And, European ex-pats just love living in Scotland, according to the latest release of the Employment Conditions Abroad (ECA) Liveability rankings. 

While Edinburgh was recently named the UK's top city for start-ups and attracts more foreign investment than any other tech cluster in the UK, outside London. According to Tech Nation it has 92% growth potential.

“Glasgow has been a fantastic location for us, with exceptional talent and people with a phenomenal ‘can-do’ attitude and true grit. We're excited to substantially expand our presence here.”

Peter Platzer, CEO, Spire

Scotland is home for US healthcare firm Spiritus

“Edinburgh is just a train ride from London, or a short flight. To give an American comparison, it's like flying from Philadelphia to Pittsburgh, or Chicago to Cleveland though you don't have to pass time zones.

"But being able to touch top academic institutions and university researchers - connect into the business community - to large and small companies, government agencies and entities. That's possible to do here in a way that wouldn't be possible in London, much less so than some of the major American cities”.

Watch our video clip. Read the full story on

Green and progressive values

If you live in Scotland you can expect an equal, tolerant and inclusive society. In recent years, Scotland has been rated as the best country in Europe for LGBTI equality and human rights. We also have the smallest gender pay gap in the UK, and are actively working to tackle gender inequality.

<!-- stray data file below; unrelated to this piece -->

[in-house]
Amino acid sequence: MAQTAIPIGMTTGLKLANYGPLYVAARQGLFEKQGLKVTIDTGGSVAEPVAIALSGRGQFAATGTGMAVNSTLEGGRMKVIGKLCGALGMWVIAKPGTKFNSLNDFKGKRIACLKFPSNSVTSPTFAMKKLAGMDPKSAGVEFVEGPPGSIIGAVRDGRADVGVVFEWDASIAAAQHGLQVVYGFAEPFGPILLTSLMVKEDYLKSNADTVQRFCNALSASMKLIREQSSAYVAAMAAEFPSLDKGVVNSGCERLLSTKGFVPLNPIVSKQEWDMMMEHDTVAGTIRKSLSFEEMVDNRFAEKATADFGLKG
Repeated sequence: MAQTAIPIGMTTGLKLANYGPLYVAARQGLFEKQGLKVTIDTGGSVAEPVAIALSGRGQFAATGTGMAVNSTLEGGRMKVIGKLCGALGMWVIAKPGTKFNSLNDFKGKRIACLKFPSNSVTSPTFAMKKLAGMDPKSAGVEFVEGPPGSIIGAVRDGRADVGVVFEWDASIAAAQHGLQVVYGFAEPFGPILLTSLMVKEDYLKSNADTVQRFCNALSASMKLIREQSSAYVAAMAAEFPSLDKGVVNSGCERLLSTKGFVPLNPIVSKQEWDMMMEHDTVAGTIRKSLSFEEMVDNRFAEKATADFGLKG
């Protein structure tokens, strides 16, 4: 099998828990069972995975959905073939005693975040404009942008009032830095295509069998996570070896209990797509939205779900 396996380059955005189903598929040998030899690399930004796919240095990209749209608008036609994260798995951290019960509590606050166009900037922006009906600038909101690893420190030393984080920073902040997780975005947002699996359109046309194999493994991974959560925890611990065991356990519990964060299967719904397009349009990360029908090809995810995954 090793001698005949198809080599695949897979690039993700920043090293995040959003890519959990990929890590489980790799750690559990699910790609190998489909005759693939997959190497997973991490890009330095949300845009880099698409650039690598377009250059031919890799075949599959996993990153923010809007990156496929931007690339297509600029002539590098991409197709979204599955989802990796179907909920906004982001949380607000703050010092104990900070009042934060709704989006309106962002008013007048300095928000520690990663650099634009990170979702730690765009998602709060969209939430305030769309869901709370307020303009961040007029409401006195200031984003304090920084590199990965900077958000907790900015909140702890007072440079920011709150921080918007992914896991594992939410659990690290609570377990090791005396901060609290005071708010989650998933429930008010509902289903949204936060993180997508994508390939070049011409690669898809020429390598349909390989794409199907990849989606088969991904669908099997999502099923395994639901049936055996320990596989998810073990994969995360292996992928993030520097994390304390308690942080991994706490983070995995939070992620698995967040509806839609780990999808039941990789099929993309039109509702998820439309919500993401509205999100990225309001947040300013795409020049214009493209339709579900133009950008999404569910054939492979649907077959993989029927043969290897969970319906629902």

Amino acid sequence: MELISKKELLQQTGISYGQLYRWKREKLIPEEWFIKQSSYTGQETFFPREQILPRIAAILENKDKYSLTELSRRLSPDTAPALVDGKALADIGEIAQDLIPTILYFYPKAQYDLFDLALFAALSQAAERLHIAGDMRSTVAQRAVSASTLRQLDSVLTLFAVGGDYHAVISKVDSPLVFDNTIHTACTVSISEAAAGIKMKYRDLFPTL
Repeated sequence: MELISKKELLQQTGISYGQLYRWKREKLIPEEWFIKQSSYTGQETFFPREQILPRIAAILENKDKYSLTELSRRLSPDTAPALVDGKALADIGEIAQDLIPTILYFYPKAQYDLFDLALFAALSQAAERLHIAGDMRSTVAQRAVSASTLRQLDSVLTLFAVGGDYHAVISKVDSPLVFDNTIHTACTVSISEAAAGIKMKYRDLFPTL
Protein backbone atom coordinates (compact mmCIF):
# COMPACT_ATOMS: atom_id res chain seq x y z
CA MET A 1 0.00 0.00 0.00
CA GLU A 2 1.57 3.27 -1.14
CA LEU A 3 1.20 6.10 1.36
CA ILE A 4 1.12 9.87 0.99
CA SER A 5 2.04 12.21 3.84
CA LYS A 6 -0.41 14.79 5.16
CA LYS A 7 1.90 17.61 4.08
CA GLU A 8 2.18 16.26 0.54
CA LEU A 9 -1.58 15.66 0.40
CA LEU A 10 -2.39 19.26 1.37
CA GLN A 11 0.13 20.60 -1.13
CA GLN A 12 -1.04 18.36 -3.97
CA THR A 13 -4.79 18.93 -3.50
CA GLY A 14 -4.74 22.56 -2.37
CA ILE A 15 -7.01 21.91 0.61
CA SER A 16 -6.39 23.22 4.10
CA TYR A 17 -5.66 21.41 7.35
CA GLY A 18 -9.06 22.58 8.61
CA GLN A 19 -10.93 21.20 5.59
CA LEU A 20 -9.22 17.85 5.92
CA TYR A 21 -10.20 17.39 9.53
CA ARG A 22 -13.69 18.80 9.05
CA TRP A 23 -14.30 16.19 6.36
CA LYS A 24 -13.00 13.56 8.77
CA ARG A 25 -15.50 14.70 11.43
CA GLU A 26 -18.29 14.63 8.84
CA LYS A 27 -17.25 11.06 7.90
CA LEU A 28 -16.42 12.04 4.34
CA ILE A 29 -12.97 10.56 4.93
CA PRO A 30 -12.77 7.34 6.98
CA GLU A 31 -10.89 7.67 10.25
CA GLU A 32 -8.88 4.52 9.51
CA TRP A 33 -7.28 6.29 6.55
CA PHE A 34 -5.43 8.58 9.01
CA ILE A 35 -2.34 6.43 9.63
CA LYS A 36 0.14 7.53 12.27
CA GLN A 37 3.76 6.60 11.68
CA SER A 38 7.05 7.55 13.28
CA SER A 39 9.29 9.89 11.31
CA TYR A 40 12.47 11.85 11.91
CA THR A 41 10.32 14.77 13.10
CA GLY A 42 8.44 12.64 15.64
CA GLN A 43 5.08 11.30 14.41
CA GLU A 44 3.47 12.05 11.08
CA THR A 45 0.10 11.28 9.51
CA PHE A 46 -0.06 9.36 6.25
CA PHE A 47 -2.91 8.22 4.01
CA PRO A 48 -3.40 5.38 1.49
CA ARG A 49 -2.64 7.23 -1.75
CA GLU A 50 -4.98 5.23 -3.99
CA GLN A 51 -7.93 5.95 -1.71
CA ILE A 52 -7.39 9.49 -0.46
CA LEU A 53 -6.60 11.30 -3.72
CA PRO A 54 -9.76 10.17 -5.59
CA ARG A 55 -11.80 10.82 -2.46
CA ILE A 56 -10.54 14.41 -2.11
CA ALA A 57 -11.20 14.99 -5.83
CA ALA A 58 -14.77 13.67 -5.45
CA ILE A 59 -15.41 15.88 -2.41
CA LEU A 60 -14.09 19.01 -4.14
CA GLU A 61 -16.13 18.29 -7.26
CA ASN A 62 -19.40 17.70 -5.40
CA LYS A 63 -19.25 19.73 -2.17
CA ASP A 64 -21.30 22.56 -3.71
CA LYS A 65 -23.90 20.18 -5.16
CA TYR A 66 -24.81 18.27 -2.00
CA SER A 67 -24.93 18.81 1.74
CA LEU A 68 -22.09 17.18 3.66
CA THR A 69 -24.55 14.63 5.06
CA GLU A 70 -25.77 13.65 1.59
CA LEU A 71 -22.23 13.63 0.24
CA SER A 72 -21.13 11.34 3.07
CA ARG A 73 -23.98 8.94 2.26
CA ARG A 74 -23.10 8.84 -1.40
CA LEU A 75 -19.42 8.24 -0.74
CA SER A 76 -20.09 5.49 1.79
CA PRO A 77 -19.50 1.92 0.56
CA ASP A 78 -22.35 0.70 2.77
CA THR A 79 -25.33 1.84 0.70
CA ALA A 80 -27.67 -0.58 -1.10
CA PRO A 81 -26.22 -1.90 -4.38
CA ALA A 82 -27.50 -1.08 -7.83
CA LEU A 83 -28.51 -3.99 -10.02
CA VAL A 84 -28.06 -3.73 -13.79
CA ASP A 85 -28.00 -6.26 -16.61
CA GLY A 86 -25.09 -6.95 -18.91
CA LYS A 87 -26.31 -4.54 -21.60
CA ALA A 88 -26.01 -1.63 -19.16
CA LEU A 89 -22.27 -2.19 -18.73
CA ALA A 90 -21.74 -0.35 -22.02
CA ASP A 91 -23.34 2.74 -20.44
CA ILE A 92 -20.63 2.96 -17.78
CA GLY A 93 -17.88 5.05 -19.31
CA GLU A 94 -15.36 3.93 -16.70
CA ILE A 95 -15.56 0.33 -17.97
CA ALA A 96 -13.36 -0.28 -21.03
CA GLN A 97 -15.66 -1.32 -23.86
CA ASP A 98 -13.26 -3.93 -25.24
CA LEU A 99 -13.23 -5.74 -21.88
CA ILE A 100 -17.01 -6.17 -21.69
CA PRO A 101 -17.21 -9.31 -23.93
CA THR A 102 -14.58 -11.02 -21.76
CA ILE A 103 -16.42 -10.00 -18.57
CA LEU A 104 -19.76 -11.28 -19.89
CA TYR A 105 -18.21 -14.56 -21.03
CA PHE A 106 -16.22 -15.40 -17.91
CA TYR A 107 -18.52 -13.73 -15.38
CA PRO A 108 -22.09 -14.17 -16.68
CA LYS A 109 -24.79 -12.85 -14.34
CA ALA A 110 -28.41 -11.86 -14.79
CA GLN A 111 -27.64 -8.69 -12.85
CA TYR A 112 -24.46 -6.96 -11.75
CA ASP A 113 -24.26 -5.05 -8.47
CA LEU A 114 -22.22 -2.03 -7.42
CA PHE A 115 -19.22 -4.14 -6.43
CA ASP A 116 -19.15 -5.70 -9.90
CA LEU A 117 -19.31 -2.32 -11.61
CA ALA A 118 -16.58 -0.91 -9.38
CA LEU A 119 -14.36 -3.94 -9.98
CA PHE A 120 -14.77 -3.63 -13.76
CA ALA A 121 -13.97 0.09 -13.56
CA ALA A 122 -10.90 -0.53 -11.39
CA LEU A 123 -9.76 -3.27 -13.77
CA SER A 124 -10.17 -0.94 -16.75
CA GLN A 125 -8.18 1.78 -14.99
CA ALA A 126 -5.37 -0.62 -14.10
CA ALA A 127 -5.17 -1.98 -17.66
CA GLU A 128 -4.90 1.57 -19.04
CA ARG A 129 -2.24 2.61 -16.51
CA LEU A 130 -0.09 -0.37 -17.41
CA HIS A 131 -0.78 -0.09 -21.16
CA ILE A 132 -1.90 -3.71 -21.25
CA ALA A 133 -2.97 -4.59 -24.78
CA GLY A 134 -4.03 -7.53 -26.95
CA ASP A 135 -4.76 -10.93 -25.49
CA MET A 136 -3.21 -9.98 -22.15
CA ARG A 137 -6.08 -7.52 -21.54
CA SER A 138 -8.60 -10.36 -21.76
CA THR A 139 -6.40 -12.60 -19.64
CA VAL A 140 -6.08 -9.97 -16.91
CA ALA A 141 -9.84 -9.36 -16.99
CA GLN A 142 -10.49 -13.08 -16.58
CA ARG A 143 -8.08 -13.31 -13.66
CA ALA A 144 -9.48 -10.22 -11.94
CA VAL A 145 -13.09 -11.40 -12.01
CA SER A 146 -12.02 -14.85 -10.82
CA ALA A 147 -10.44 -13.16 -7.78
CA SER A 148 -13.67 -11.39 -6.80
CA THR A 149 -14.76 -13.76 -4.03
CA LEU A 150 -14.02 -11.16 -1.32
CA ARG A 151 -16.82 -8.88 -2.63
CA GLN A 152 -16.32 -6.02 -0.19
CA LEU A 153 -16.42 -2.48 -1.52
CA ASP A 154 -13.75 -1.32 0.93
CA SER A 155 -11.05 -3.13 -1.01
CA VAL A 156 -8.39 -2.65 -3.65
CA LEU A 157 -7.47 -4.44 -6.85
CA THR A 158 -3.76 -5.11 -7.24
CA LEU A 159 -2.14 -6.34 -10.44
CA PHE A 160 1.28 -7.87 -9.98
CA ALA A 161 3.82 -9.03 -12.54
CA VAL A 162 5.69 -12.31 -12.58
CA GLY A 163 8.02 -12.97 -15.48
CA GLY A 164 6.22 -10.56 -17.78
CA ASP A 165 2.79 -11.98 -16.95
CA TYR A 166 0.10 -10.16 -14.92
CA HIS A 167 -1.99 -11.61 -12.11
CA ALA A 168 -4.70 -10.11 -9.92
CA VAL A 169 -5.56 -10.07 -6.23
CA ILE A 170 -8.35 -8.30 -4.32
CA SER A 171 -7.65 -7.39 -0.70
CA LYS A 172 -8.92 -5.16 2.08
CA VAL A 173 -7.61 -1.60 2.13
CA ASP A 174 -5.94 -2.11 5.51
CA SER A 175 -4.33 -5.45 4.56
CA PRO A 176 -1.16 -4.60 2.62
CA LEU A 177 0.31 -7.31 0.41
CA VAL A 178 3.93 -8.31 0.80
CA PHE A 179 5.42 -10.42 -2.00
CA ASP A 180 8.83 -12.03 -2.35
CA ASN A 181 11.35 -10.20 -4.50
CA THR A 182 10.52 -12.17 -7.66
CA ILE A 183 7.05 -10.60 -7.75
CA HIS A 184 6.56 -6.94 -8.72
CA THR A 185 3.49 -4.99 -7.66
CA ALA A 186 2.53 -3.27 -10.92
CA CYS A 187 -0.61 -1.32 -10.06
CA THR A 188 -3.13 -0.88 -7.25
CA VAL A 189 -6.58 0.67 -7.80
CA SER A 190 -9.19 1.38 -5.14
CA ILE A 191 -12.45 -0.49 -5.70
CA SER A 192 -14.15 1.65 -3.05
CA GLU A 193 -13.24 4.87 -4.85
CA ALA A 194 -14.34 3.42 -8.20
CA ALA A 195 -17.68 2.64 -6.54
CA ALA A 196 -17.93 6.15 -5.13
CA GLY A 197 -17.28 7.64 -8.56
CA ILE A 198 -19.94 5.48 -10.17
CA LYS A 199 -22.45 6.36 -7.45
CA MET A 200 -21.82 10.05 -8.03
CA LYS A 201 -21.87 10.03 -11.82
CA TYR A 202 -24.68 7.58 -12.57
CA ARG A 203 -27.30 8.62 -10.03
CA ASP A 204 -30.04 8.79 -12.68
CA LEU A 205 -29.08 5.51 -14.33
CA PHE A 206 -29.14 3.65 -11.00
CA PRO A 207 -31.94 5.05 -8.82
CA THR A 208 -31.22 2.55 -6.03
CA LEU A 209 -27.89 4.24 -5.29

Scotland is recognised as a world leader in tackling climate change and is committed to creating an environment which will positively impact both the Scottish and the global population. The country’s two most populous cities, Edinburgh and Glasgow, have both committed to net-zero carbon emissions by 2030.

Not only has Scotland halved its greenhouse gas emissions since 1990, we've continued to grow the economy, boost productivity and increase employment rates.

Scotland was one of the first countries in the world to acknowledge the global climate emergency. Scotland has set a target date for reaching net-zero carbon emissions by 2045 - the most stringent statutory targets in the world.

Glasgow, one of the UK's most sustainable cities has a great track record for hosting high-profile international events. Glasgow will host the United Nations global COP26 climate summit in 2021, where world leaders and up to 30,000 international delegates will come together to discuss how to tackle climate change on a global scale.

Explore Scotland's opportunities in renewables and low carbon 

Your guide to setting up in Scotland (PDF, 1.35MB)

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Our people and skills

Companies that invest in Scotland have access to an exceptionally educated, skilled and talented workforce.